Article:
Blockchain for Social and Humanitarian Applications

Session: WS 227

13 Nov 2018 - 10:45 to 12:15

#IGF2018, #WS2274

Report

[Read more session reports and live updates from the 13th Internet Governance Forum]

Blockchain based solutions can play a significant role in humanitarian and social applications. Among other things, the session looked at the applications in media for combating fake news, transparent distribution of charity funds, private-public partnerships in launching blockchain platforms, universal identity for vulnerable groups, and how emerging technologies will impact social dynamics. Nevertheless, not all problems can be solved with blockchain based solutions.  

The session was moderated by Mr Lucena Claudio, Researcher, Fundação para a Ciência e a Tecnologia (FCT) Portugal, Professor, Universidade Estadual da Paraíba (UEPB), Brazil, who shed light on the possible future impact of blockchain technology by pointing out the main characteristic of blockchain: outsourcing trust.

Mr Satish Babu, Technical Community, Asia-Pacific Group, presented an initiative which is underway now in India. The project tackles the question of transparency of relief funds. Donors do not have a way to follow how the funds are being spent, or moved on the network. With this blockchain based solution, this could be done in a transparent way. Babu pointed out that their solution is based on a standard for the ERC 998 Non-Fungible Tokens, which allows the movement of funds in batched transactions with full transparency.

Mr Walid-Al Saqaf, Internet Society (ISOC), Senior Lecturer at Södertörn University in Stockholm, presented a program developed by him and his colleagues on improving trust in media outlets. He pointed out that the solution they are developing is based on a crypto economy of civil tokens. Tokens are distributed to the people in the system who can use them to vote on a news-room's reliability of data. The system considers that the majority of actors will act fairly and reward accurate news but also penalise bad behaviour. This is to be done by on-chain ‘voting’ for the proper way to move forward.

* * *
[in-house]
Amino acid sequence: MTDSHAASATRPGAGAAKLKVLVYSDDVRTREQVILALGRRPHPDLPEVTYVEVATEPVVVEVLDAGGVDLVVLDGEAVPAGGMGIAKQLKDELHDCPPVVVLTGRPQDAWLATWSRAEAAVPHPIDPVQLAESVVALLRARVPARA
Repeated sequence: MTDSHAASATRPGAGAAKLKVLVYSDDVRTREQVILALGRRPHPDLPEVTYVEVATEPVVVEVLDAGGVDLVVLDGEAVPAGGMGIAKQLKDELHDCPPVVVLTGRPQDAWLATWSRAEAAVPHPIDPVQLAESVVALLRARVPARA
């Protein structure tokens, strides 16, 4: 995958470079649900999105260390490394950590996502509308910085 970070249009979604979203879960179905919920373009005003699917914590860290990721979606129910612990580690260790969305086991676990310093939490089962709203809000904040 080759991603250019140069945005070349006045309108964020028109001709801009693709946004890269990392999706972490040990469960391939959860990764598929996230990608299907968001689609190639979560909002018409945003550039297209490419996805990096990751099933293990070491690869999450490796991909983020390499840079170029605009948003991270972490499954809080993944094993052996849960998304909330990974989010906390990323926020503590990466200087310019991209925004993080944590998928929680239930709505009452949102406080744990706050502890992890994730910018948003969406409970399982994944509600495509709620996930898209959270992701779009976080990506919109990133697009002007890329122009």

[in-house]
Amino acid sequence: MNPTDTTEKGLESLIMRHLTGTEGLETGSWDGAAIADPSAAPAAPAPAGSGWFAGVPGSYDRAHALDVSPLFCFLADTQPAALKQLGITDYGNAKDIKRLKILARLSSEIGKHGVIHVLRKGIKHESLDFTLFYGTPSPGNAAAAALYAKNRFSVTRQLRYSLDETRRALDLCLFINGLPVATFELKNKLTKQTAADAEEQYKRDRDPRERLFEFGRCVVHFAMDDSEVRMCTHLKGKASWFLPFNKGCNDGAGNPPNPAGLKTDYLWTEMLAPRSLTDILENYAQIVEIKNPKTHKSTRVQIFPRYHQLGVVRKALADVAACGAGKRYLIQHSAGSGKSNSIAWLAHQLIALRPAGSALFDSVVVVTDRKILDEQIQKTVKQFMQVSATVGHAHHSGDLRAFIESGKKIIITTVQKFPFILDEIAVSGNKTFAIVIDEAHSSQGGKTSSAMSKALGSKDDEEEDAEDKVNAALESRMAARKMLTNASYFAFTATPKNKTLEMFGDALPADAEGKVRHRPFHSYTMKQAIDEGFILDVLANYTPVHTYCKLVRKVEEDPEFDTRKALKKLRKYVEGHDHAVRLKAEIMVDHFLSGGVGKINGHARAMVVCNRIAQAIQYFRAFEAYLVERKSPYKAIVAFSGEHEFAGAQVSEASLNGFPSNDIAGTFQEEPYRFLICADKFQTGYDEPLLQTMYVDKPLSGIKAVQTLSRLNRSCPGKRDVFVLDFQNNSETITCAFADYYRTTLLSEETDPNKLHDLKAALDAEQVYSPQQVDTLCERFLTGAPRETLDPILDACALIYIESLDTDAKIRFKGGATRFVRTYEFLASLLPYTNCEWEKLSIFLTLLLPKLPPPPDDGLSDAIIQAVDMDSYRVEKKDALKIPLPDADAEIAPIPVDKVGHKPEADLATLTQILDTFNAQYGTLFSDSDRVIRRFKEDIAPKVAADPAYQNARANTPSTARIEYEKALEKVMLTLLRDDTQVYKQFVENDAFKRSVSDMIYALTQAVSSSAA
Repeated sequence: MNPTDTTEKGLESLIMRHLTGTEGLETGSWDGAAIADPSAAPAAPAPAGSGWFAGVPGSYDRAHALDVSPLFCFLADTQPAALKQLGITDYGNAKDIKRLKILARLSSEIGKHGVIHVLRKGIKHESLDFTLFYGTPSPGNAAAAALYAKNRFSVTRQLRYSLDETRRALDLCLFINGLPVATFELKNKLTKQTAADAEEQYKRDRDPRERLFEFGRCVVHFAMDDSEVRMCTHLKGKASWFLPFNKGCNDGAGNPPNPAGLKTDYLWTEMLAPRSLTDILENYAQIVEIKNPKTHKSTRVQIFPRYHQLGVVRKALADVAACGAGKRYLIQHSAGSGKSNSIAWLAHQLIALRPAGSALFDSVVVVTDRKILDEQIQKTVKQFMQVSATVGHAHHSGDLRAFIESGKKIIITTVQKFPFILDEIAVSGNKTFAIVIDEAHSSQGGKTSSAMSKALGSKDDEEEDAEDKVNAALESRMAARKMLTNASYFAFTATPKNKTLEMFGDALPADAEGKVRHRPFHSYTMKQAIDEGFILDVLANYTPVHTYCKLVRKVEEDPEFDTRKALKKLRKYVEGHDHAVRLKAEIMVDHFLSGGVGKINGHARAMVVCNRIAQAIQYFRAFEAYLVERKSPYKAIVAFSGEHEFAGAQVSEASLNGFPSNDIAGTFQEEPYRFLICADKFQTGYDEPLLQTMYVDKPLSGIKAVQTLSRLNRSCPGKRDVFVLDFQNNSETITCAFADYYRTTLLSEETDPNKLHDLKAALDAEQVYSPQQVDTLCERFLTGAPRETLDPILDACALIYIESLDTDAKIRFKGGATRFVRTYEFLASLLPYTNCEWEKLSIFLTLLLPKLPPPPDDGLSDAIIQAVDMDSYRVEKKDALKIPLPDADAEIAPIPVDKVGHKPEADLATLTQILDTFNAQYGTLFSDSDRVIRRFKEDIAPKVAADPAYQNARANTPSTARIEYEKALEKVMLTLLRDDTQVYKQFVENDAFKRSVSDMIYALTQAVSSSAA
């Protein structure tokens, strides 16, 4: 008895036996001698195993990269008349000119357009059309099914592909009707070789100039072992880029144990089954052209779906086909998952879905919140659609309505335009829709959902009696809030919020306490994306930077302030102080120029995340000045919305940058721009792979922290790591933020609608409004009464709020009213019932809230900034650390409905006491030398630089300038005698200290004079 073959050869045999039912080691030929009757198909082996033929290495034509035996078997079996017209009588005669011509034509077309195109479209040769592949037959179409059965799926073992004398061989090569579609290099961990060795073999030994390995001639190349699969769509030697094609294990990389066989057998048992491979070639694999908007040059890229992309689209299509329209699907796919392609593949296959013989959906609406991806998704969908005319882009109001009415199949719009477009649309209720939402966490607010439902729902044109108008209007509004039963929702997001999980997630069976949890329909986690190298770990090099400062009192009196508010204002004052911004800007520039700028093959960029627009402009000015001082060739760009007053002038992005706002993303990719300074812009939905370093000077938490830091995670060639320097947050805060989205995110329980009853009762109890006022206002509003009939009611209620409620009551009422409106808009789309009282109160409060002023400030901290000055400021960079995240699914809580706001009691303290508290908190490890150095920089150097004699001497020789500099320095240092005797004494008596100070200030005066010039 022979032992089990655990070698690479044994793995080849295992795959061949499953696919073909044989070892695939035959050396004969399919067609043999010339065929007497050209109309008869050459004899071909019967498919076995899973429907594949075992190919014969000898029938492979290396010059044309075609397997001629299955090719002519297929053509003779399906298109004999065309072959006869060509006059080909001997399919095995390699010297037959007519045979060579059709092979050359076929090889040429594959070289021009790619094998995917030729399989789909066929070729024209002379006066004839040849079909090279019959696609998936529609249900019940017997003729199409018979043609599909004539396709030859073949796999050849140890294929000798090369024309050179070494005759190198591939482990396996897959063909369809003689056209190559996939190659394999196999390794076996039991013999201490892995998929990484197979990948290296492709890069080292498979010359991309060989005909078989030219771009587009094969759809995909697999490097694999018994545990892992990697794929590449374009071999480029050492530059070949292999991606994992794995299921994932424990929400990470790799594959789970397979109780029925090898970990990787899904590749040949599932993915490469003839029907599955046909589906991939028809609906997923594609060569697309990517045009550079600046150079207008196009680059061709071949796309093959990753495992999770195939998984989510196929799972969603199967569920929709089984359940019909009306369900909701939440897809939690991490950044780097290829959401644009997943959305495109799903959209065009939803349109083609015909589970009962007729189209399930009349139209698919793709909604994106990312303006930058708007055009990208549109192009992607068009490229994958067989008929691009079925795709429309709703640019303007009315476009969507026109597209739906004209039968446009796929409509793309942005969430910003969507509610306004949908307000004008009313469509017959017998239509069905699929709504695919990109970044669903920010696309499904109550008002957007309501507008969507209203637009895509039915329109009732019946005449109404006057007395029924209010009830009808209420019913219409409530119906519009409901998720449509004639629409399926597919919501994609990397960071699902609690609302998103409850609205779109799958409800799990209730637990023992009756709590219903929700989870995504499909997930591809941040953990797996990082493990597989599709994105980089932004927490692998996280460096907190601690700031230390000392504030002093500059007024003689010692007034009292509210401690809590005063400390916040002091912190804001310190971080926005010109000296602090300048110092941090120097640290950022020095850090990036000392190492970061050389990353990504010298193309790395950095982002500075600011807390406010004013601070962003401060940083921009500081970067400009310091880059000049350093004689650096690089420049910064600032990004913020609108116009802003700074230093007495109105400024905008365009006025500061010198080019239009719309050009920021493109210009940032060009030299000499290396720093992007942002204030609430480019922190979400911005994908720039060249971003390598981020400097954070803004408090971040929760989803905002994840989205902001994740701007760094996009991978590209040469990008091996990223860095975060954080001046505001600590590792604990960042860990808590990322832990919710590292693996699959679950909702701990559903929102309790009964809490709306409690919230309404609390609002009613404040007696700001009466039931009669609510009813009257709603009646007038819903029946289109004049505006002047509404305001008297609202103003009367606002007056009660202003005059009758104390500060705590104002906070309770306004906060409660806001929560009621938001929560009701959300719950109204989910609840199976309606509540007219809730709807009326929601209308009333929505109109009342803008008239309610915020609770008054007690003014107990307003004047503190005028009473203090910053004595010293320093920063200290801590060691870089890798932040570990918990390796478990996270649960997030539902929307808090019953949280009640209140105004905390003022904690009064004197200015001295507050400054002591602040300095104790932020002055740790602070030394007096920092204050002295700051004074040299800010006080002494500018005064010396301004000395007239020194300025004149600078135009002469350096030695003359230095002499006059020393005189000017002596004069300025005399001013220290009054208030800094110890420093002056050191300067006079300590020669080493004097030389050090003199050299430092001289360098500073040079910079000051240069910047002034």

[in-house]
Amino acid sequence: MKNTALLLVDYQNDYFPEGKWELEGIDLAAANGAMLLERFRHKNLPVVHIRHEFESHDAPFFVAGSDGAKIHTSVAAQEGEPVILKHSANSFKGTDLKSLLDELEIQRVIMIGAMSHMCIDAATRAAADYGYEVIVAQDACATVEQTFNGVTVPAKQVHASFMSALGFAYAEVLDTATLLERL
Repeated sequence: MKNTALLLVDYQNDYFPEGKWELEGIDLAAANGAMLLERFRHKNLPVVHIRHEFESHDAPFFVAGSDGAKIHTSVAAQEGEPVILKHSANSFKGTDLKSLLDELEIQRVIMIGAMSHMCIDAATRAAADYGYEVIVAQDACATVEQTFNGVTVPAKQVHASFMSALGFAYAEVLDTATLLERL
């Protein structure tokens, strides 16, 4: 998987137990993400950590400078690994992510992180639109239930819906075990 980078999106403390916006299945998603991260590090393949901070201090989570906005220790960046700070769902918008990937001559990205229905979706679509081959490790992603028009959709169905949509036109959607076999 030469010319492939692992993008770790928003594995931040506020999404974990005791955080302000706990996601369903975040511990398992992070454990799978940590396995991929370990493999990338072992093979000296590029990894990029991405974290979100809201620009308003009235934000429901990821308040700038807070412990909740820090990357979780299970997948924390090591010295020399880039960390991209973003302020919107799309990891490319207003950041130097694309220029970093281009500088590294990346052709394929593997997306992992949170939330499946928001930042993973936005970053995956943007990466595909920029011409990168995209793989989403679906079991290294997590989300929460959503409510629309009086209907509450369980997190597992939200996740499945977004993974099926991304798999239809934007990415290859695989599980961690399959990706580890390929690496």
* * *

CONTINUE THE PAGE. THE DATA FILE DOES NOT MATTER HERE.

Mr Glenn McKnight, ISOC, pointed out two cases the Institute of Electrical and Electronics Engineers (IEEE) is working on. The first is an initiative in Bangkok, for the people who are off the energy grid to contribute to the main grid using a blockchain based solution. The second is a solution for financial inclusion for the vast number of people who are still ‘unbanked’.

Ms Olga Cavalli, Government, Latin American and Caribbean Group (GRULAC), gave us a regional update from Latin America. She presented the initiative in Argentina to create a public-private partnership around the solution for a blockchain platform. This is a multi-service platform, to run vertical systems, based on a light blockchain model. Cavalli also mentioned Mexico’s new law on FinTech, as a landmark first law introduced in the region of Latin America.

Ms Andrea Romaoli Garcia, Intergovernmental Organisation, Latin American and Caribbean Group (GRULAC), pointed to the issue of emerging technology as an enabler for the major shift in labour and education. Garcia added that we need to look at the progressive legislation around blockchain proposing the island of Malta as a bright example.

Ms Catherina Garcia van Hoogstarten, The Hague University of Applied Sciences, shed some light on UN initiatives around blockchain based solutions. Among others is the United Nations Office for Project Services (UNOPS) effort on launching a world identity network helping victims of child trafficking. She also mentioned United Nations High Commissioner for Refugees (UNHCR) efforts in blockchain based solutions for refugees, tracking and providing secure identification.

Ms Mónica María Trochez Arboleda, Private Sector, Latin American and Caribbean Group (GRULAC), mentioned the importance of blockchain based solutions helping charity organisations. The mechanism of organisations selling digital tokens, initial coin offerings, (ICO) for their funding is important for these organisations.

Mr Pindar Wong, ISOC, reminded the participants that decentralised protocols are very hard to develop and to maintain. There are other databases which are faster and ‘smarter’ than blockchain. We need to evaluate the need for blockchain based solution by looking at the specific user case. What happens if we add the wrong data in the first place? We know the abilities of this particular technology but now we need to think about the governance. At the end he noted that scalability issues are to be solved with a second layer on top of the blockchain.

In conclusion, all of the panellists pointed out that blockchain cannot serve as a panacea for all Internet issues, but rather, needs a proper evaluation prior to use. Nevertheless, it is an important tool for sensitive groups.

By Arvin Kamberi

 

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